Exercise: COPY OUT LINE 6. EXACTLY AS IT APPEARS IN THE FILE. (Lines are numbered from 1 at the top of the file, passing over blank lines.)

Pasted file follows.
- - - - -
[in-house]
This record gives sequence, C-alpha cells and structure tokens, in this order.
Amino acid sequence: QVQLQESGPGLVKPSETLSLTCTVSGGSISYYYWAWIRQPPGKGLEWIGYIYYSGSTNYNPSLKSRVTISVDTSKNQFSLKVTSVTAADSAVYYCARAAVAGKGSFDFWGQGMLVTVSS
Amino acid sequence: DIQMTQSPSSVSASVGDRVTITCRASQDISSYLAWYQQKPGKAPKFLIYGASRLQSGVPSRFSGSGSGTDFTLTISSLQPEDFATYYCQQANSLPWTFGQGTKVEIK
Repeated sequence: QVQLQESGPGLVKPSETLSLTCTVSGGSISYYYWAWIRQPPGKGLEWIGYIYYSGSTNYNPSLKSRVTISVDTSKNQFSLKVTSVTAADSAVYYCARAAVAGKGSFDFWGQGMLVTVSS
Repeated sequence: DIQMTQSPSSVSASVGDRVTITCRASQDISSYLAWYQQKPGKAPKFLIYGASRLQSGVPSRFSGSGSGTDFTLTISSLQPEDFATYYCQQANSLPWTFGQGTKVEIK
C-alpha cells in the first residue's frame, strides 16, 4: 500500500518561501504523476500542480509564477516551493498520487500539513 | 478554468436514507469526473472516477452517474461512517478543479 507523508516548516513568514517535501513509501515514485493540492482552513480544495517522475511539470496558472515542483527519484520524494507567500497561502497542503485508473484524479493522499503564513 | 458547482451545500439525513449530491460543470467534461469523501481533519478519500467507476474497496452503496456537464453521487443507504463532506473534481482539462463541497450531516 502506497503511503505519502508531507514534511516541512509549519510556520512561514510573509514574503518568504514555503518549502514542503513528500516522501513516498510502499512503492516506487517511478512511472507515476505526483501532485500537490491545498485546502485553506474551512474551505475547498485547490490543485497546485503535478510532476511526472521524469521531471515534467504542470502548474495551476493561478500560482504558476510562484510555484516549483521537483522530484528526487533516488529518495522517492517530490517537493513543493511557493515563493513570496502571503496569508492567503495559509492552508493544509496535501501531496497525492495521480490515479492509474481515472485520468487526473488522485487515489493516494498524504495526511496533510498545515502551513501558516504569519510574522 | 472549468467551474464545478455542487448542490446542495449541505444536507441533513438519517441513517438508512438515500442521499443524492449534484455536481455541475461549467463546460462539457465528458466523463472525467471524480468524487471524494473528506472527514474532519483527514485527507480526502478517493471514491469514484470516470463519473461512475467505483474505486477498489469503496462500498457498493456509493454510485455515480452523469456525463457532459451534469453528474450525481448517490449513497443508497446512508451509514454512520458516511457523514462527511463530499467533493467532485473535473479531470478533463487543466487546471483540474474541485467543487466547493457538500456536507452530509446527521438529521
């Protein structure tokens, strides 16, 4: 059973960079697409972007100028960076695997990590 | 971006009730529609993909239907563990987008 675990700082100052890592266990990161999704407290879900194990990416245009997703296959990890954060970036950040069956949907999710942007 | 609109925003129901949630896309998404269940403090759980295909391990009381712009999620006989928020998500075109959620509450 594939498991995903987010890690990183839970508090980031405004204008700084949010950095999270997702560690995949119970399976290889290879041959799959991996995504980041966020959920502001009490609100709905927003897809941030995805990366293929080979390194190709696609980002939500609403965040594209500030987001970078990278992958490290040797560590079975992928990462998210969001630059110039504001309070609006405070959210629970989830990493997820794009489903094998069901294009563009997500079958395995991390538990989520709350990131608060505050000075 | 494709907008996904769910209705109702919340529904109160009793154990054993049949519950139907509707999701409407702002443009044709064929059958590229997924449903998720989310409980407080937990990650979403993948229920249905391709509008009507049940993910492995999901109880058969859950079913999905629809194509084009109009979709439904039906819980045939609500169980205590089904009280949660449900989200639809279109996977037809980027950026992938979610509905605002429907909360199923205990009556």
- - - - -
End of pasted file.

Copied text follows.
Repeated sequence: DIQMTQSPSSVSASVGDRVTITCRASQDISSYLAWYQQKPGKAPKFLIYGASRLQSGVPSRFSGSGSGTDFTLTISSLQPEDFATYYCQQANSLPWTFGQGTKVEIK